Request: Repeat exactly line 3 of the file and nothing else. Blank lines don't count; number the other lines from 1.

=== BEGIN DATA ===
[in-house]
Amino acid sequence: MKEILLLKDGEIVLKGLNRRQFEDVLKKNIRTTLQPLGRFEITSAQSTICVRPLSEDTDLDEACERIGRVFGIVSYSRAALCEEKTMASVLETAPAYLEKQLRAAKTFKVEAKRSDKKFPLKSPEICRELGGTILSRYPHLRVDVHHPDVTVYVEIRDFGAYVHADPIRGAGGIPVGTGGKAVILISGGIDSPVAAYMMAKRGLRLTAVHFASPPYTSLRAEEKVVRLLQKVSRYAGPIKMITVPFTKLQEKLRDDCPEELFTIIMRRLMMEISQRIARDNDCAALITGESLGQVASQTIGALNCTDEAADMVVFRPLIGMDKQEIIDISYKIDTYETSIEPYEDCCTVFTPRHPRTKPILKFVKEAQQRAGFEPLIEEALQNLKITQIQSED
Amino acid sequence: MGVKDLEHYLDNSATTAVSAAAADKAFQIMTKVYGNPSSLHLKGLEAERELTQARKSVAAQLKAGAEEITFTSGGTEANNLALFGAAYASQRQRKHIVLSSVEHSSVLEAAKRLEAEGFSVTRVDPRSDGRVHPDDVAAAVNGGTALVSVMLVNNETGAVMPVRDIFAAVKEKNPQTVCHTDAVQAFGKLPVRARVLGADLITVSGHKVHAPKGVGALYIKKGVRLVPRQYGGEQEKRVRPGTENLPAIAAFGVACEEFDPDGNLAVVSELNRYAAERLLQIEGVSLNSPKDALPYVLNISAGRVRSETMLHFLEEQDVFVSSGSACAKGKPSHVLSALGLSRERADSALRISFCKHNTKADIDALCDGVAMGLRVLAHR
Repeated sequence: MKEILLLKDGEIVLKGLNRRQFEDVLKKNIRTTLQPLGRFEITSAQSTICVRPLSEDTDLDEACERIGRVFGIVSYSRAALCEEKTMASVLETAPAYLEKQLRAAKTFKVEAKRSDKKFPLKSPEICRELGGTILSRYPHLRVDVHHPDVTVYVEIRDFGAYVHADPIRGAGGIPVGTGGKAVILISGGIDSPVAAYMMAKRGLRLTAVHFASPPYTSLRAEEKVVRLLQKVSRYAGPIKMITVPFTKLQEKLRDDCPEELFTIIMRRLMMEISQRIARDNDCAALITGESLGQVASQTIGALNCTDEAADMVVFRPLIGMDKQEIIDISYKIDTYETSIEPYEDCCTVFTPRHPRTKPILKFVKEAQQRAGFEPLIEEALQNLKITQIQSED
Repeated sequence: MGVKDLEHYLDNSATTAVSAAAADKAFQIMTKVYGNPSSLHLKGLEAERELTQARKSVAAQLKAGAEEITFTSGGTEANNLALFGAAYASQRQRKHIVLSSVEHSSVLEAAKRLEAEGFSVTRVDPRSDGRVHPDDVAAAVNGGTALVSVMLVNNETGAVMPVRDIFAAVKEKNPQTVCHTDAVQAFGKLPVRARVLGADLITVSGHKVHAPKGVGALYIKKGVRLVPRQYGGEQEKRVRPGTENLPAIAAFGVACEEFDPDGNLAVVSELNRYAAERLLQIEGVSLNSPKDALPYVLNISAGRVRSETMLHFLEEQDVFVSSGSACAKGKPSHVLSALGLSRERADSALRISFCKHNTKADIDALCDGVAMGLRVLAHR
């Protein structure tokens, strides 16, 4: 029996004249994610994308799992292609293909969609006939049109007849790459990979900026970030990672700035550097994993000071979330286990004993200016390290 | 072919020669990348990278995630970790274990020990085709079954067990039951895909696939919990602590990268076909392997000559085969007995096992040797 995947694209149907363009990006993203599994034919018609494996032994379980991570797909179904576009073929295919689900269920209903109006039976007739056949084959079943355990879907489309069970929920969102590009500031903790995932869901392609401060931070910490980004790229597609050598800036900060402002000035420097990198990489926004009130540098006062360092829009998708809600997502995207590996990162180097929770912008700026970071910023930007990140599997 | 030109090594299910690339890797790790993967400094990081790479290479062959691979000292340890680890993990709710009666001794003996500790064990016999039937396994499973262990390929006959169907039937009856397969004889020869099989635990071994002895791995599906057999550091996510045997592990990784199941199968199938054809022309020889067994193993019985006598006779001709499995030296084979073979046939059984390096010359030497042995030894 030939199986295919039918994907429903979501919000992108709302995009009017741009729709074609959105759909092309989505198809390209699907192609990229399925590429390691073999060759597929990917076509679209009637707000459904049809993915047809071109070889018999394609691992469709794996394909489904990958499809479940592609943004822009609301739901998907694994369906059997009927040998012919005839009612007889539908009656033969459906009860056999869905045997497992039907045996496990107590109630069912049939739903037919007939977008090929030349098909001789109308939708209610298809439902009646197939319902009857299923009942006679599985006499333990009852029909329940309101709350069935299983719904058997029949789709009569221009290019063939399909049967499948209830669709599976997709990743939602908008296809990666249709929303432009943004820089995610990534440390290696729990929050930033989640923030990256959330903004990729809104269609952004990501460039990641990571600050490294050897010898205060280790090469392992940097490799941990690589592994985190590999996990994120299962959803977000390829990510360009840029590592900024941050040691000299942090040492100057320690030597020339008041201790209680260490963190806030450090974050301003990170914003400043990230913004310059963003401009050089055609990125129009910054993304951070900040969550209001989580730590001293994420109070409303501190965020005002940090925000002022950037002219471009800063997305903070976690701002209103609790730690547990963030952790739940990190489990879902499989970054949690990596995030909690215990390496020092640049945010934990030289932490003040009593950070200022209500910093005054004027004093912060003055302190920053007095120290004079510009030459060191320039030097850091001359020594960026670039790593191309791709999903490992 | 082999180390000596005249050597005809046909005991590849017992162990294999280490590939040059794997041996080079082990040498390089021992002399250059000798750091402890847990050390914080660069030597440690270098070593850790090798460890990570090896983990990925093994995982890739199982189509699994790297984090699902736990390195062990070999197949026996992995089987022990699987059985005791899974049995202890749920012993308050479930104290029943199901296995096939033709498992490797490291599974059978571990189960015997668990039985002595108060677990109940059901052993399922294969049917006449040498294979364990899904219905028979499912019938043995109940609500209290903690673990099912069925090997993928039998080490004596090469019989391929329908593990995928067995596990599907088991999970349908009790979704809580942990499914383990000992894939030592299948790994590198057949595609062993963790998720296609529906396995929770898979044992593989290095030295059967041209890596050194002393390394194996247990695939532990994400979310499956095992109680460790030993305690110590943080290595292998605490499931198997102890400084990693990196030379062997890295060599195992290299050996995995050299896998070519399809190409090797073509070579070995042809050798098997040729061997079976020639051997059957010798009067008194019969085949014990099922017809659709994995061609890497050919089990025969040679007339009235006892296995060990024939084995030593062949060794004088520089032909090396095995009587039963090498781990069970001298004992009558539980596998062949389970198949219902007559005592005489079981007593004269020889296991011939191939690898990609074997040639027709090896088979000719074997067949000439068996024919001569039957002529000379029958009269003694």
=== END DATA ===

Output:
Amino acid sequence: MGVKDLEHYLDNSATTAVSAAAADKAFQIMTKVYGNPSSLHLKGLEAERELTQARKSVAAQLKAGAEEITFTSGGTEANNLALFGAAYASQRQRKHIVLSSVEHSSVLEAAKRLEAEGFSVTRVDPRSDGRVHPDDVAAAVNGGTALVSVMLVNNETGAVMPVRDIFAAVKEKNPQTVCHTDAVQAFGKLPVRARVLGADLITVSGHKVHAPKGVGALYIKKGVRLVPRQYGGEQEKRVRPGTENLPAIAAFGVACEEFDPDGNLAVVSELNRYAAERLLQIEGVSLNSPKDALPYVLNISAGRVRSETMLHFLEEQDVFVSSGSACAKGKPSHVLSALGLSRERADSALRISFCKHNTKADIDALCDGVAMGLRVLAHR